On the other hand, aging is associated with chronic inflammation as indicated by higher levels of inflammatory markers such as IL-6 and tumor necrosis factor-alpha (TNF-α), both of which may cause substantial tissue damage and dysfunction[5,21,22] and are believed to be key players in the pathogenesis of several diseases including CVD, rheumatoid arthritis (RA), neurodegenerative diseases, and cancer.[23,24]

Similar to aging, obesity is associated with low-grade, chronic inflammation, which is thought to contribute to the development of several inflammatory diseases.[25,26] Obesity is also shown to impair T cell function and resistance to infection.[26,27] Evidence in both humans and mice has shown that metabolic tissues in the obese (including adipose, liver, muscle, pancreas and brain) compared to those in lean controls secrete more inflammatory mediators/markers such as TNF-α, IL-6 and C reactive protein.[28–32] Studies have shown that increased adherence to the Med-diet enriched by extra virgin olive oil (EVOO) is associated with lower incidence of obesity,[33,34] hypertension[35] and hyperlipidemia.[36]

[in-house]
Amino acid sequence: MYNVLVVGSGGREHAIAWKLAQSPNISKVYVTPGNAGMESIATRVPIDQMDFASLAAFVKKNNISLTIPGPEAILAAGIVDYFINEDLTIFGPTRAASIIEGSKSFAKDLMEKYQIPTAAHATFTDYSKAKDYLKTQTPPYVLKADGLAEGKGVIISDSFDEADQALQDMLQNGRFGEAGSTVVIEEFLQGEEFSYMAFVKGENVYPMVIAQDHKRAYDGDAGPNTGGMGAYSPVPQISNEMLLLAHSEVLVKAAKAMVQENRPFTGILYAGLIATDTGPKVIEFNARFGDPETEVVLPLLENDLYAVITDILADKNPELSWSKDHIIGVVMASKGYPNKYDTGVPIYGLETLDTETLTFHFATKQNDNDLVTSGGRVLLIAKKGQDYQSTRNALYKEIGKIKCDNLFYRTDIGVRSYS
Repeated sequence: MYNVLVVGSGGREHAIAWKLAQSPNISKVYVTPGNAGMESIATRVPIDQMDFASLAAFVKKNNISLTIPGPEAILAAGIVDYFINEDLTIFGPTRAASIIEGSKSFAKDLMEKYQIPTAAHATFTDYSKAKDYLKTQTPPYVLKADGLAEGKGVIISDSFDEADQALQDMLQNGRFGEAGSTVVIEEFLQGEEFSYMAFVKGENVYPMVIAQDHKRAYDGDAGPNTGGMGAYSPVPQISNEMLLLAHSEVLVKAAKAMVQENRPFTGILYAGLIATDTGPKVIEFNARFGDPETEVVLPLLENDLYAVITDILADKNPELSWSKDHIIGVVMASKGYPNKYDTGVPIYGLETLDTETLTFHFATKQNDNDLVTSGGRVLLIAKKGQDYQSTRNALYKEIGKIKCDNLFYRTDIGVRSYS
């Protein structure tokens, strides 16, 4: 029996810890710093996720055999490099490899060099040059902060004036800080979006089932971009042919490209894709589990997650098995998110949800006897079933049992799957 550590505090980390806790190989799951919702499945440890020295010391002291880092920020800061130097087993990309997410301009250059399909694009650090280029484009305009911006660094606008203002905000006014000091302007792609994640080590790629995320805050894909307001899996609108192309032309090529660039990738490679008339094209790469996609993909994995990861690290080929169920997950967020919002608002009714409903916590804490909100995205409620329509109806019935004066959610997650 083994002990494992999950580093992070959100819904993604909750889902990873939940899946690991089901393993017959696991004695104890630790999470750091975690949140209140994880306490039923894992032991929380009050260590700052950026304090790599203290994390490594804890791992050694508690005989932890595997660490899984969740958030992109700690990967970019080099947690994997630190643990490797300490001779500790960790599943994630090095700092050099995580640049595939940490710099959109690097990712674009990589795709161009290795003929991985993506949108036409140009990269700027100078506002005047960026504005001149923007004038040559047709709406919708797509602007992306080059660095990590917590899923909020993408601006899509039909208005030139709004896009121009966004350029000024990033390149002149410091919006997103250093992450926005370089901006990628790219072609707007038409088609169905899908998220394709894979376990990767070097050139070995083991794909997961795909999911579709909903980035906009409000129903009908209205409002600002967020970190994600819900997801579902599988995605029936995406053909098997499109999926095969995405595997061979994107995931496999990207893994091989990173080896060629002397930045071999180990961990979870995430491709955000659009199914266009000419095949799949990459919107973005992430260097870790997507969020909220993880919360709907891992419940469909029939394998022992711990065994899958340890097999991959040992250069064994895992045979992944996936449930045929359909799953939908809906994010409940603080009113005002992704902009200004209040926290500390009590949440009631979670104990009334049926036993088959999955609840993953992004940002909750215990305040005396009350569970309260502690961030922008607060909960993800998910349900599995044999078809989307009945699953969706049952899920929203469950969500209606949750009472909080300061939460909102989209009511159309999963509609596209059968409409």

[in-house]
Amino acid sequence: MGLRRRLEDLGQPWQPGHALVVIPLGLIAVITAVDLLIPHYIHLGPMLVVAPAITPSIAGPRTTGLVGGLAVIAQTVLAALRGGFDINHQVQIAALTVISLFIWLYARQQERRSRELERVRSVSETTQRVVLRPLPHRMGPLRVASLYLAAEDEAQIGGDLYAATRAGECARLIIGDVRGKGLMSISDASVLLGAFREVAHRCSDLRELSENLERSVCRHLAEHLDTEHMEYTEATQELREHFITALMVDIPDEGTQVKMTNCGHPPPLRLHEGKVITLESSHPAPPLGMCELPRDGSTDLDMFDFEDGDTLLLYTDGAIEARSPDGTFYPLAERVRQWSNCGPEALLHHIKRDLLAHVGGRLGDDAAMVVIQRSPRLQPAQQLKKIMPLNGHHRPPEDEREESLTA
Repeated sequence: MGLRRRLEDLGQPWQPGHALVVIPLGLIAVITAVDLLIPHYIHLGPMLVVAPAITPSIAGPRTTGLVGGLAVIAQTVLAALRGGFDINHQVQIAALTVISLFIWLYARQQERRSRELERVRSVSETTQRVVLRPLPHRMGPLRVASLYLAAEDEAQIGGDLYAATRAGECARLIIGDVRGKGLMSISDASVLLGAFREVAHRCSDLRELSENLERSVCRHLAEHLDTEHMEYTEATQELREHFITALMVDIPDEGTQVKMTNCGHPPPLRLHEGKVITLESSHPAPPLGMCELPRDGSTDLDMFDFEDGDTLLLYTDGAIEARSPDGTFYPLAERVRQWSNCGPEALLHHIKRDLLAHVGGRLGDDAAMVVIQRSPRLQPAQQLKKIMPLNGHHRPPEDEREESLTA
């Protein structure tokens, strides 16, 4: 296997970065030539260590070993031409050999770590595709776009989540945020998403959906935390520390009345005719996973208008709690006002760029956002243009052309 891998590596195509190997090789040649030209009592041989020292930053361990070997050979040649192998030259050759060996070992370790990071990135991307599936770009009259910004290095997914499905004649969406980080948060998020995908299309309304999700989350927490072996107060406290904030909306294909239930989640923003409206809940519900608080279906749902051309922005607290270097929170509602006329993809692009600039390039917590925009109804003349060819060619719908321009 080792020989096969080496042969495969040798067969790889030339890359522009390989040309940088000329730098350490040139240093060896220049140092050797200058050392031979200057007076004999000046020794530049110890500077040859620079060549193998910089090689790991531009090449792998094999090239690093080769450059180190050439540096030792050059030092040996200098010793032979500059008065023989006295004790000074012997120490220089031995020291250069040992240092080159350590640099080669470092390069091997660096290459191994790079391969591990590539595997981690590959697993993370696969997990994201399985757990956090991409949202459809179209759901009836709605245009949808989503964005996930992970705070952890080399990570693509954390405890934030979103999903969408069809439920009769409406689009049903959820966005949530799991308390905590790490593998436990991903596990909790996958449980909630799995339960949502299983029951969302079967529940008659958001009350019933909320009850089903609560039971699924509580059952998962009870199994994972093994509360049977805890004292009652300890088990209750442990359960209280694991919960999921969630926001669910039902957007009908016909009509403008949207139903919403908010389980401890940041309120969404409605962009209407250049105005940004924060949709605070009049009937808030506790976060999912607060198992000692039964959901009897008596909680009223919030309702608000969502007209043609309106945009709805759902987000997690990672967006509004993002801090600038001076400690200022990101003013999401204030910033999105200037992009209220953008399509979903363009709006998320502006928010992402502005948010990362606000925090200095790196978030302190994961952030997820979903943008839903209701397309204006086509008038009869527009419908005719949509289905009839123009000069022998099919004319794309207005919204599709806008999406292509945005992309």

The limited studies conducted on the immuno-modulatory effect of olive oil have shown inconsistent results.[37,38] Additionally, the majority of these studies have reported the anti-inflammatory and antioxidant effects of olive oil[39–42] with little information available on the impact of olive oil on T cell-mediated immune response in humans. Moreover, few studies have evaluated olive oil's effect on both T cell-mediated function and inflammatory responses, and none of them have been conducted in overweight or obese older adults. Given that both obesity and aging are associated with increased inflammation and impaired T cell function, it is critical to determine the health benefits of olive oil in this particular population. Further, all previous studies focusing on immune function have used refined olive oil rather than EVOO, which contains phenolic compounds that have antioxidant properties not found in refined olive oil. These components have been suggested to be key factors contributing to EVOO's beneficial effects.[1–3]

There is growing evidence that olive oil has some beneficial effects on CVD through different mechanisms including effects on lipid profile, blood pressure, inflammation, and arterial wall function;[35,36,43–45] but to our knowledge, none of those studies have been conducted in overweight or obese older adults. Thus, the current study was conducted to evaluate whether substituting oils in a typical American diet with EVOO would improve T cell-mediated immune function and inflammatory responses as well as factors related to cardio-metabolic status in overweight or obese older adults such as lipid profile and blood pressure.